Where possible, establish an agreed process for regular communication with the student’s family/carers as early as possible.
Some possible methods for consistent, specific communication include:
- a “communication book” which travels with the student between home and school
- a “weekly news” letter to the family summing up the student’s week in learning, behaviour and social experiences. This update could describe the themes and topics of current units and upcoming events (photos of work or the student completing activities can assist the family to engage with the “weekly news”).
- regular email correspondence
- scheduled phone conversations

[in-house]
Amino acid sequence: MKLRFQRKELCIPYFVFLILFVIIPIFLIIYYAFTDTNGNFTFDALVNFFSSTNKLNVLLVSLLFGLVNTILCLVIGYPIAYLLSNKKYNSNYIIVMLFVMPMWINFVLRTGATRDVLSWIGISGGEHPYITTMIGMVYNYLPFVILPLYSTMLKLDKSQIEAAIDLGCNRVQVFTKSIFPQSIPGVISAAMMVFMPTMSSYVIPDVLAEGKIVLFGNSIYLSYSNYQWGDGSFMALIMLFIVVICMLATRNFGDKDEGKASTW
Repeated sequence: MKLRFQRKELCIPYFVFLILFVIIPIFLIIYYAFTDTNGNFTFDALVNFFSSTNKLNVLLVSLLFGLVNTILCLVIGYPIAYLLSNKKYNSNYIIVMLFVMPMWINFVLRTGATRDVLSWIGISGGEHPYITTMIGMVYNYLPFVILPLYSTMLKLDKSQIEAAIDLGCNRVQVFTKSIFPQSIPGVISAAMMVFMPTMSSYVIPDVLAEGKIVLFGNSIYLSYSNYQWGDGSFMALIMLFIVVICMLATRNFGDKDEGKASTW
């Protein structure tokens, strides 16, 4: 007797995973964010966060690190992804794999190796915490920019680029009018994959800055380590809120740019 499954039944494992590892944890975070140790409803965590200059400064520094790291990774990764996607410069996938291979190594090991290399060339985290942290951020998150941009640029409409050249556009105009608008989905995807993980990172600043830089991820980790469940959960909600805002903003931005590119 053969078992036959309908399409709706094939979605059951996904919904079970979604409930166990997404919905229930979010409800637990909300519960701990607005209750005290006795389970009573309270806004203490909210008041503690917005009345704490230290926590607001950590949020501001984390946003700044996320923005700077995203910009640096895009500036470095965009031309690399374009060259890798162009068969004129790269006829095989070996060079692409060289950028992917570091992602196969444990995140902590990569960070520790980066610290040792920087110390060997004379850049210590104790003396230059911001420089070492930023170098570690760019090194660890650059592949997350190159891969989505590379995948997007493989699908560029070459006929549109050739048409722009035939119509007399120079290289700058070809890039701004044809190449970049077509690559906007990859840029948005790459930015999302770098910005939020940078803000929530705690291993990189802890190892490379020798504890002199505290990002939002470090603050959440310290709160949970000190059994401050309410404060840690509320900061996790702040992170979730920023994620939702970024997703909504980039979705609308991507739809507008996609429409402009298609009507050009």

- weekly/fortnightly/monthly meetings (be sure to take notes)
Too often, communication between home and school focuses on student behavioural incidents and the signing of forms. While this may be necessary at times, it is valuable to communicate about the topics and tasks the student is currently engaging with, their progress toward learning goals and their many successes.
Home-school communication is valuable for teachers as well as families. Consider the information that parents can share about:
- the student’s changing interests, abilities and support needs,
- issues affecting the student’s mood, wellbeing and readiness for learning (such as whether the student is overtired, is coming down with a cold, has had a disruption to their routine or a change of medication),
- social or educational issues which the student has not communicated with their teachers, and
- strategies that have worked well in the past for particular situations
Information of this kind makes it easier for teachers to adjust the student’s educational programme and to support behaviour.
Benefits of Regular, Structured Communication Between Home and School